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Trump boasted about his 'secret' deal with Mexico while waving a piece of paper explaining exactly how it works

Bill Bostock , Business Insider US
 Jun 13, 2019, 08:14 AM
WASHINGTON, DC - JUNE 11: U.S. President Donald Tr
U.S. President Donald Trump holds a piece of paper he said was a trade agreement with Mexico, while speaking to the media before departing from the White House in Washington, DC. President Trump is traveling to Iowa to attend a campaign rally. (Photo by Mark Wilson/Getty Images)
  • Donald Trump boasted that details of his new Mexico deal were "secret," but wafted notes around showing how it worked.
  • Trump addressed reporters outside the White House on Tuesday, and repeatedly got out a white A4 sheet which bore details of Friday's deal.
  • Zoomed-in photographs taken by news agencies captured several sections of text, which reveal some terms of the deal.
  • One section says Mexico has "within 45 days" to slow the flow of migrants to the US. The information isn't secret as the step was announced by Mexican foreign minister Marcelo Ebrard on Monday.
  • The photos also show text implying Mexico should become a safe third country for people claiming asylum in the US while US courts process their claims. Mexico has not yet publicly agreed to this.
  • For more stories, go to

President Donald Trump was photographed holding a piece of paper clearly showing details of a deal with Mexico over immigration on Tuesday, despite claiming the deal itself is "secret".

Trump brandished a folded sheet of white A4 paper while giving a statement outside the White House, which was captured by multiple photographers.

Text on the paper can clearly be made out, and appears to show details of Trump's plans, including the words: "The Government of Mexico will take all necessary steps under domestic law to bring the agreement into force with a view to ensuring that the agreement will enter into force within 45 days."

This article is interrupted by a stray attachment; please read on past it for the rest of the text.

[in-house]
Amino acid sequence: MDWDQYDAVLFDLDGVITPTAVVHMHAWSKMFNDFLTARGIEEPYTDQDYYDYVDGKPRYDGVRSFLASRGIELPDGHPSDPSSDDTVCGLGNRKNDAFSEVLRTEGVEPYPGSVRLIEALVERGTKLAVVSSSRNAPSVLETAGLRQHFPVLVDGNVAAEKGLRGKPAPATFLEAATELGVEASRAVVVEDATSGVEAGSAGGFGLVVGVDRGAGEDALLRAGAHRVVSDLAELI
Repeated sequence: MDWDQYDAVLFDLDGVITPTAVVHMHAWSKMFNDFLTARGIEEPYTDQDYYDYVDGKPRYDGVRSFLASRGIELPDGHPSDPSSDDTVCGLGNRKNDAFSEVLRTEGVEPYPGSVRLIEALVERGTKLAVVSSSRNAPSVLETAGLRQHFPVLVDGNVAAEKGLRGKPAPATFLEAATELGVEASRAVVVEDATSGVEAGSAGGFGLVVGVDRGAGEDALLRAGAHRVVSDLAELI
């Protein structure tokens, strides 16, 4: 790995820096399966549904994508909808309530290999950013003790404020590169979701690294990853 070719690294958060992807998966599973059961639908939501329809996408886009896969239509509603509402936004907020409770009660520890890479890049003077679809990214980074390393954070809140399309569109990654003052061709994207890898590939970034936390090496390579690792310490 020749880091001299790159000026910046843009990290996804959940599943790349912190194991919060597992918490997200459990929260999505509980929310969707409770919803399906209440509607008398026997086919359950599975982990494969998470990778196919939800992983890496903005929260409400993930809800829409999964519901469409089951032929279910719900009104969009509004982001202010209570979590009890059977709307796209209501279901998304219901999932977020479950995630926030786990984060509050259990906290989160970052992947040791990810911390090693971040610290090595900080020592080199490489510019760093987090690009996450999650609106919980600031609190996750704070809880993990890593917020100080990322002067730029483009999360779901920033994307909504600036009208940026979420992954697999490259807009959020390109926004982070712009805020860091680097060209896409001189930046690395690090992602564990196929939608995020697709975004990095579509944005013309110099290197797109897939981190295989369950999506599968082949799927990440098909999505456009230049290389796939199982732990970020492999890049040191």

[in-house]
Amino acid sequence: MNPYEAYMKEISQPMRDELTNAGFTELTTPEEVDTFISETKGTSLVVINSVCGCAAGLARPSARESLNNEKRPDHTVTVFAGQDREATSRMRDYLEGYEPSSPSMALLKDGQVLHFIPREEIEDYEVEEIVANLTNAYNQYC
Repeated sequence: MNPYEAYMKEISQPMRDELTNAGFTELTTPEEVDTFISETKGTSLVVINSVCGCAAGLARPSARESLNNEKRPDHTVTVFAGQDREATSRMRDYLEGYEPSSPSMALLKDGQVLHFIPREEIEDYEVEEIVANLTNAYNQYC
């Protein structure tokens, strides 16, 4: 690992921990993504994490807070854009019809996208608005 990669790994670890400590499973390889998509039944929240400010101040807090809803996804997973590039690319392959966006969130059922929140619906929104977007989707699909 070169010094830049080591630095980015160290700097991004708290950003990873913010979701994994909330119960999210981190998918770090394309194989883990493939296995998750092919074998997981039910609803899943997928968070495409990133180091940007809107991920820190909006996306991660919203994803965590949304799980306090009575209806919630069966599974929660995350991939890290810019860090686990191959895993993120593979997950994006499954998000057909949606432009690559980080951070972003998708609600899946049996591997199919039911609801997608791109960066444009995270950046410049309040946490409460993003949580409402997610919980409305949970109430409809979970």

According to Reuters, the president referred to the deal as "secret".

On Monday, Mexico's foreign minister Marcelo Ebrard told a press conference the US had given Mexico 45 days to slow the flow of South and Central American migrants passing through Mexico bound for the US.

Text on the paper also referred to the "burden-sharing" of migrants.

This revolves around Mexico becoming a "safe third country" for Central American migrants destined for the US, a detail also previously reported on by the US and Mexican media.

On Monday, Ebrard said Mexico has so far rejected any burden sharing agreement.

While brandishing the paper Trump told reporters: "Here's the agreement. It's a very simple agreement. This is one page. This is one page of a very long and very good agreement for both Mexico and the United States."

The New York Times reported on Saturday that Trump had framed parts of his Mexico deal as brand new and revelatory despite them having already been agreed months ago.

Mexico's promise that the National Guard would be sent to sure-up the southern border was actually agreed in March 2019, the Times wrote, and the revelation that asylum-seekers would have to wait in Mexico while US courts made their decisions was tentatively agreed in December 2018.

MEXICO CITY, MEXICO - AUGUST 31: President of Mex
President of Mexico Enrique Pena Nieto greets, then US presidential candidate, Donald Trump during a meeting at Los Pinos in 2016 in Mexico City, Mexico. President of Mexico Enrique Pena Nieto invited both presidential candidates, Hillary Clinton and Donald Trump to talk about the bilateral relation between Mexico and the United States, being Trump the first one to accept the invitation. (Photo by Hector Vivas/LatinContent/Getty Images)

Trump tweeted the story was "shockingly false and untrue" on Sunday, and that the Times "knew it was Fake News before it went out."

The New York Times is standing by its story.

The deal ended a proposed 5% tariff on imports from Mexico, which Trump said was punishment for an influx of migrants "coming into our Country from Mexico."

Trump had also threatened to increase tariffs to 10% in July, 15% in August, 20% in September, and 25% in October, if Mexico did not try to slow the flow of migrants.

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